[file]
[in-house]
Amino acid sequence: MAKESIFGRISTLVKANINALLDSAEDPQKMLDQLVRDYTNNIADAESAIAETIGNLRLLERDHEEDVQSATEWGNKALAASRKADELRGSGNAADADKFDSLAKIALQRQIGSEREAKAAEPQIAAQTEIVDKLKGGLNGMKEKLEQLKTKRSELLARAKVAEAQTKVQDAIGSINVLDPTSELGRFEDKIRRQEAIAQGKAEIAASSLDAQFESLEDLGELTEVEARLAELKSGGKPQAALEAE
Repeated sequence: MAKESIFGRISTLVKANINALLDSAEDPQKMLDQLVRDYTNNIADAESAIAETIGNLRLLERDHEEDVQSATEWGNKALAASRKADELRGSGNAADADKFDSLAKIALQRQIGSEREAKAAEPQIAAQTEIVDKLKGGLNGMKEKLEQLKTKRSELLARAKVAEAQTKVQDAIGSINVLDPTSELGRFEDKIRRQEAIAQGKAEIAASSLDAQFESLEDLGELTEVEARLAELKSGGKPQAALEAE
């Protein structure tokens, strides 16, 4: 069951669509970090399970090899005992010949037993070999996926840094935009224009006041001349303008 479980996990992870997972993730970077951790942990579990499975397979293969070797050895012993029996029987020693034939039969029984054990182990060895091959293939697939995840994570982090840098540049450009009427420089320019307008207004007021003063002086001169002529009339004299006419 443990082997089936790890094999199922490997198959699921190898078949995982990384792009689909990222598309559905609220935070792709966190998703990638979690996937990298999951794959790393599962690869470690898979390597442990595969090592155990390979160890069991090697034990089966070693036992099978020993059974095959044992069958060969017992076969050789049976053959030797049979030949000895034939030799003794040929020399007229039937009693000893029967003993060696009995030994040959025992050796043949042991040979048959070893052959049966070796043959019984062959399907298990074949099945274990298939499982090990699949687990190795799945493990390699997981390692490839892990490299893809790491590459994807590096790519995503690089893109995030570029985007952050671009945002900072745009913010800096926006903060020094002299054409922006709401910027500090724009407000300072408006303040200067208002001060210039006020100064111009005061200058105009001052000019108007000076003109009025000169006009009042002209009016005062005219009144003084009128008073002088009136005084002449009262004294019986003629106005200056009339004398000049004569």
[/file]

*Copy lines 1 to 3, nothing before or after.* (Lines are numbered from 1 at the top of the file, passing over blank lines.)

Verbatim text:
[in-house]
Amino acid sequence: MAKESIFGRISTLVKANINALLDSAEDPQKMLDQLVRDYTNNIADAESAIAETIGNLRLLERDHEEDVQSATEWGNKALAASRKADELRGSGNAADADKFDSLAKIALQRQIGSEREAKAAEPQIAAQTEIVDKLKGGLNGMKEKLEQLKTKRSELLARAKVAEAQTKVQDAIGSINVLDPTSELGRFEDKIRRQEAIAQGKAEIAASSLDAQFESLEDLGELTEVEARLAELKSGGKPQAALEAE
Repeated sequence: MAKESIFGRISTLVKANINALLDSAEDPQKMLDQLVRDYTNNIADAESAIAETIGNLRLLERDHEEDVQSATEWGNKALAASRKADELRGSGNAADADKFDSLAKIALQRQIGSEREAKAAEPQIAAQTEIVDKLKGGLNGMKEKLEQLKTKRSELLARAKVAEAQTKVQDAIGSINVLDPTSELGRFEDKIRRQEAIAQGKAEIAASSLDAQFESLEDLGELTEVEARLAELKSGGKPQAALEAE